Kudos to McQueen, for retaining some of the stylistic flourishes that pepper his earlier work (Hunger, Shame), such as the way he lingers on the ripples a riverboat’s wheel cause as it takes its human cargo due south. 12 Years a Slave is a film about the shapes of slavery, how field workers look when they’re sleeping side by side in a small cabin, how sugar cane leaves remind Solomon of violin strings, how his haunted eyes stare out into the bayou, his silence speaking volumes. And through it all, McQueen stares right back, his gaze an indefatigable witness to a dark chapter in American history that has rarely been captured so richly.
McQueen’s stellar period piece isn’t the only new movie dealing with oppression at the multiplex. Oscar winner Gavin Hood (Tsotsi) has taken on the unenviable task of making “Ender’s Game,” Orson Scott Card’s 1985 militaristic sci-fi novel, palatable for a 21st Century audience. Card endured some bad press earlier this year when he expressed, a) his opposition to same-sex marriage, and b) his acknowledgment that he had lost this particular culture war. The topic is largely irrelevant to the futuristic tale of Andrew “Ender” Wiggin (Hugo‘s Asa Butterfield), a gifted young man tapped by Col. Graff (Harrison Ford) to lead an army of child soldiers to defend Earth from the Formics, an insectoid alien species that attempted to invade Earth and is expected to try again. (To give you a sense of Card’s nasty worldview, the aliens’ name in the novel is “Buggers.”)
Nevertheless, the film contains some scenes in which the lead character is victimized, once in an empty classroom by a group of disgruntled bullies, and in a scene right out of a prison drama, in a shower stall by Bonzo (The Kings of Summer‘s Moises Arias, wasted here), an officer who’s not too keen on the saucer-eyed boy’s leadership traits and questioning of authority figures. Any trace of sexuality is absent in this drop-the-soap scenario, but what lingers is the brutality, the threat of invasive physical violence that turns this ostensibly kid-friendly parable into a distasteful morality play. Hood, who also wrote the screenplay, deserves some credit for exploring weighty questions of ethics during wartime, but the humorless film he has made remains regrettably earthbound.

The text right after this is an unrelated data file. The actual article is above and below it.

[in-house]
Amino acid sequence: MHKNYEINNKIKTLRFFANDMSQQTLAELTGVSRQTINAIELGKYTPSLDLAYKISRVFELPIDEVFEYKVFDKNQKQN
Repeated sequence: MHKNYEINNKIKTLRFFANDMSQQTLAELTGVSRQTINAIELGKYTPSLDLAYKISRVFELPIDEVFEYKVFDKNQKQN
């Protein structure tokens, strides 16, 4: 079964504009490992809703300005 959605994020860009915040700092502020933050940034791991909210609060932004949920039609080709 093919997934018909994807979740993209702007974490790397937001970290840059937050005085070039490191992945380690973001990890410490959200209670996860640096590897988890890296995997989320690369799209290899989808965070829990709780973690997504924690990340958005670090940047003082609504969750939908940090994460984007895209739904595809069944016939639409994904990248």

Want to see multiplex fodder that flies off the coop? Look no further than the inspired silliness of Free Birds, the daffy animated tail of Reggie (voiced by Owen Wilson), a pardoned turkey who joins beaks with fellow clucker Jake (Woody Harrelson) as they infiltrate into a secret government facility inside Camp David to travel back to 1621 to ensure the main dish in the first Thanksgiving is something other than turkey. What ensues is a serviceable farce – The New World gone Looney Tunes – elevated by director Jimmy Hayward’s crack comic timing and the insertion of immature grown-up gags that kept this reviewer in stitches. You know Hayward’s doing something right when dueling male turkeys join feathers and start waltzing, well, just because. Give it up for Free Birds, a 3D yarn that doesn’t reinvent the wheel but does what so many of this year’s studio animated features have seemed to forget how to pull off: It makes you laugh. Often.
Free Birds and Ender’s Game transport multiplex viewers to another time and place in wide release starting Friday, Nov 1. The phenomenal 12 Years a Slave opens the same day at area theaters, but the best seat in town is at the Coral Gables Art Cinema (gablescinema.com). Don’t miss it.